Consider it the greatest indignity of them all for Larry David. After almost six years away, David’s lauded comedy series “Curb Your Enthusiasm” was finally set to kick off production on its long-awaited ninth season last November — the day after the presidential election.
Stars and staffers were expecting to return to set in a celebratory mood. Instead, David and his cast and crew — including long-time on-screen sidekick J.B. Smoove and executive producer Jeff Schaffer — reunited on a day that seemed to make it clear just how much things had changed since the series’ eighth season wrapped in September 2011.
“I was up all night, I couldn’t sleep,” Smoove told IndieWire. “I said, ‘You know what? I’m gonna go to sleep and wake up and this shit is gonna be fine.’ It was the weirdest day. It felt like a weird dream, I was like, ‘Really?’ I couldn’t believe it.”
And yet, the show had to go on, even if the new state of the world seemed destined to overshadow the happy occasion.
“We showed up to set, we shot the very first day,” Smoove said. “Which was, the first half an hour of just standing around, talking about it. You know how you watch a movie, you see a crazy-ass movie, and you’re just like, ‘Holy shit, I can’t even imagine this happening in real life.’ But then you experience something like that. You almost had an out of body experience.”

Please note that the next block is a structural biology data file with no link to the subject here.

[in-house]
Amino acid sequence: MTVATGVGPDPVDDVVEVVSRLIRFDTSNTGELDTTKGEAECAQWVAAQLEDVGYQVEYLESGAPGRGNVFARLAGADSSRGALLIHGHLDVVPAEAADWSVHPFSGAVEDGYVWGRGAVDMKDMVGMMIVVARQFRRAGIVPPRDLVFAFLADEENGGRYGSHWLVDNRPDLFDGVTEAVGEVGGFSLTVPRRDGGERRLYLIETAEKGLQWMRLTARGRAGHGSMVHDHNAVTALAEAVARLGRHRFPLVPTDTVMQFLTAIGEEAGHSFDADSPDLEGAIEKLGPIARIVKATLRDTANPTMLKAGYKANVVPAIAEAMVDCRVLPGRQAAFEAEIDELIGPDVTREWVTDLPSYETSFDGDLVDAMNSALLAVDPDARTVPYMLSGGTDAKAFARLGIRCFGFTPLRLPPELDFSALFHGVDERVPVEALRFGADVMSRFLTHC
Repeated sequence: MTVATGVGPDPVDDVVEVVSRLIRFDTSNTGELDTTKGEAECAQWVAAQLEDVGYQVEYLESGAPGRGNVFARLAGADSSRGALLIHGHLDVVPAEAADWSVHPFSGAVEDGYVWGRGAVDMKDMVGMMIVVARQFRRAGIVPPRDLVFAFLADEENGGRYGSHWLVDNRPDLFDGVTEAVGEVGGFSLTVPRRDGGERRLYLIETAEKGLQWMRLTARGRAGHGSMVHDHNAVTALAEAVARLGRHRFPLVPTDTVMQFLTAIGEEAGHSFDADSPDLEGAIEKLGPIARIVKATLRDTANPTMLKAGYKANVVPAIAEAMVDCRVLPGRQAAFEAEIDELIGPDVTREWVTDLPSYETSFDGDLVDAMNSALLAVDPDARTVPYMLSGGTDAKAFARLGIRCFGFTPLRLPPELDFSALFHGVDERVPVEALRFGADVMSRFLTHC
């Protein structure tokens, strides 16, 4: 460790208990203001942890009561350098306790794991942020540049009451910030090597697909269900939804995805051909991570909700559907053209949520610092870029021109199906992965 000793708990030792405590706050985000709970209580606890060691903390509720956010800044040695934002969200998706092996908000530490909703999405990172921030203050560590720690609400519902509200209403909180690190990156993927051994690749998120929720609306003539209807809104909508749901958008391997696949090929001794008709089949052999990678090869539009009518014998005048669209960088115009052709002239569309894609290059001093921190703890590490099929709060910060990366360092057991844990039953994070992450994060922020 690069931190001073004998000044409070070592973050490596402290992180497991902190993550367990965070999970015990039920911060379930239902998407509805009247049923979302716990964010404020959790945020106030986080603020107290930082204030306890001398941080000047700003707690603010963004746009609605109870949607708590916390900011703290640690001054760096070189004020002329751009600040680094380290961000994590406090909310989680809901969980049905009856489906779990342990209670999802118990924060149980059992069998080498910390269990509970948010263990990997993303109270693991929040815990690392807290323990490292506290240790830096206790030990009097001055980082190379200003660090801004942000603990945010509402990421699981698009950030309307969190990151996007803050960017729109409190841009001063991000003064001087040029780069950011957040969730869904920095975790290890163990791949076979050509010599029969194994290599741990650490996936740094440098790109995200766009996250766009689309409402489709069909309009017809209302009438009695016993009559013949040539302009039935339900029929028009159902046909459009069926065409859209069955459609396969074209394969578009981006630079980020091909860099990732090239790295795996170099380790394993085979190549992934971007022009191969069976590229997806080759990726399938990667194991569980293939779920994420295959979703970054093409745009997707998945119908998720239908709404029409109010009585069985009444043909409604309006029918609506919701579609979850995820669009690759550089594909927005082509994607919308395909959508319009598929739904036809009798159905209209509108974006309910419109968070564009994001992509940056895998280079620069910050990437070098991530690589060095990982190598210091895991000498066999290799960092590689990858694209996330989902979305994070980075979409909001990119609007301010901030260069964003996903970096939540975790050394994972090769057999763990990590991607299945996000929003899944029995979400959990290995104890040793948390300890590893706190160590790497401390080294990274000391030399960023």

He added, “For us, you didn’t know what to do, but you knew that you had to do something amazing. The show was back, you got on set, and you did your thing.”
If nothing else, the strange new state of the world feeds directly into the series’ particular point of view, adding a new level of terrible and awkward to “Curb’s” ever-growing pile. Schaffer (who also directed the season’s pilot episode) initially considered temporarily stopping production that first day, but pushed forward, an oddly fitting stance for the show itself.
“The world keeps evolving, but Larry’s indignation ray stays the same,” he said. “There’s always new things. The one thing you can count on is that there’s going to be new terrible people and new awkward situations.”
And as he sagely noted, “Working in that field is an evergreen business.” Business, at least, is booming.
“The world is such a weird place,” Smoove said. “[Larry] finds a way to tap into the things that make you go ‘oooohh,’ the things that make you mad, or the things that make you go, ‘oh, shit.’ He’s relatable, he finds a way to make relatable funny.”
Co-star Susie Essman wasn’t on set that first day, but joined the production a week later. She was still reeling, but she too found solace in the unique comforts of David’s cringe comedy.
“It was actually a relief to go back to work,” she said. “It was bad. It was just like, scary and bad. There was, and still is, fear…I had no desire to get on stage, doing standup. By nature, I’m not a political comedian. But I felt shut down in a certain way, that I couldn’t just move on from.”
And while Essman doesn’t sidestep the tough stuff —”You can’t ignore the times you live in,” she said — the long-time actress and comedian is also possessed by the notion that humor can help.
“When you’re on a film set or TV set, you’re in such an insulated environment,” she said. “It’s almost as though the outside world doesn’t exist, so it was a great relief to go back to work and be in the environment…to go back to work and do something funny.”
Hopefully, that humor will translate to the new season of the beloved show, and even heal some wounds along the way.
“I always felt like humor was the catalyst for everything, it cures all the ills of the world,” Smoove said. “Like somehow, this is gonna make sense, in some way, shape, or form. Everything makes sense in the long term.”
“Curb Your Enthusiasm” Season 9 premieres on Sunday at 10 p.m. on HBO.